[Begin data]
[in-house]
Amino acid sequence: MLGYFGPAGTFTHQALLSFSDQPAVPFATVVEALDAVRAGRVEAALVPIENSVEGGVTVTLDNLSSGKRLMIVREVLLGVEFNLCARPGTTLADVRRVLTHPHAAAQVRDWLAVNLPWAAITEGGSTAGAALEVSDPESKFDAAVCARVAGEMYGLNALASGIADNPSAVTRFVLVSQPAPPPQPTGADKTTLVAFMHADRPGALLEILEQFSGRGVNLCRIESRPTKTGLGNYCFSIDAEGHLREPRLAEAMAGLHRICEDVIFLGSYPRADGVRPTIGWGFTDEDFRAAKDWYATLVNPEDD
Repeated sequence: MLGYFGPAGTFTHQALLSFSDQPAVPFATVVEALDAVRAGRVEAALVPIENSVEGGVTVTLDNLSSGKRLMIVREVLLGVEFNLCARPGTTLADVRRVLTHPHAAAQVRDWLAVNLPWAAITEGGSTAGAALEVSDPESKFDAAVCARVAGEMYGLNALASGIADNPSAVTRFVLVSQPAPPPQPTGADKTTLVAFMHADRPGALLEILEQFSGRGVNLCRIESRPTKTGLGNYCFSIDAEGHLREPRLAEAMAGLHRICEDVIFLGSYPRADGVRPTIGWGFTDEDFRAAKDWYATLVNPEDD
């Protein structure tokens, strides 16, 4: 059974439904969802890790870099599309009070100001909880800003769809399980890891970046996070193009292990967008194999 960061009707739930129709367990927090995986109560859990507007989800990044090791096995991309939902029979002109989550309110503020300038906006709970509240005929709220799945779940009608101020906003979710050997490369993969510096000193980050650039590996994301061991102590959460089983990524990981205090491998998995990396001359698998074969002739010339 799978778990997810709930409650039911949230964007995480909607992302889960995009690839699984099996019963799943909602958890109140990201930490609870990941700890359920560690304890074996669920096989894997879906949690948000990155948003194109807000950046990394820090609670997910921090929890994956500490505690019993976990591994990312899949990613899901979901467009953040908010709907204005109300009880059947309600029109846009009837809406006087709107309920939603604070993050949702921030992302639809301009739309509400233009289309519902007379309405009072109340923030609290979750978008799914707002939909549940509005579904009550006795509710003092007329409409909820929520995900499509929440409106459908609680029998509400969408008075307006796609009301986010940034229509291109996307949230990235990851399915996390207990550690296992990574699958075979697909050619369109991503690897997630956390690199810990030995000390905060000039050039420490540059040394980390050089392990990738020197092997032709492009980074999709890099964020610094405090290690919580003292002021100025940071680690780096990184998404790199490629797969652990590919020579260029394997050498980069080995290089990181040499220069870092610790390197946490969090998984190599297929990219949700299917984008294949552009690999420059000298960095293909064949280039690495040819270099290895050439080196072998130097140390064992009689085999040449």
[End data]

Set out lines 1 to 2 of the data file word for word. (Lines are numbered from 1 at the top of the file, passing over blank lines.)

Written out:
[in-house]
Amino acid sequence: MLGYFGPAGTFTHQALLSFSDQPAVPFATVVEALDAVRAGRVEAALVPIENSVEGGVTVTLDNLSSGKRLMIVREVLLGVEFNLCARPGTTLADVRRVLTHPHAAAQVRDWLAVNLPWAAITEGGSTAGAALEVSDPESKFDAAVCARVAGEMYGLNALASGIADNPSAVTRFVLVSQPAPPPQPTGADKTTLVAFMHADRPGALLEILEQFSGRGVNLCRIESRPTKTGLGNYCFSIDAEGHLREPRLAEAMAGLHRICEDVIFLGSYPRADGVRPTIGWGFTDEDFRAAKDWYATLVNPEDD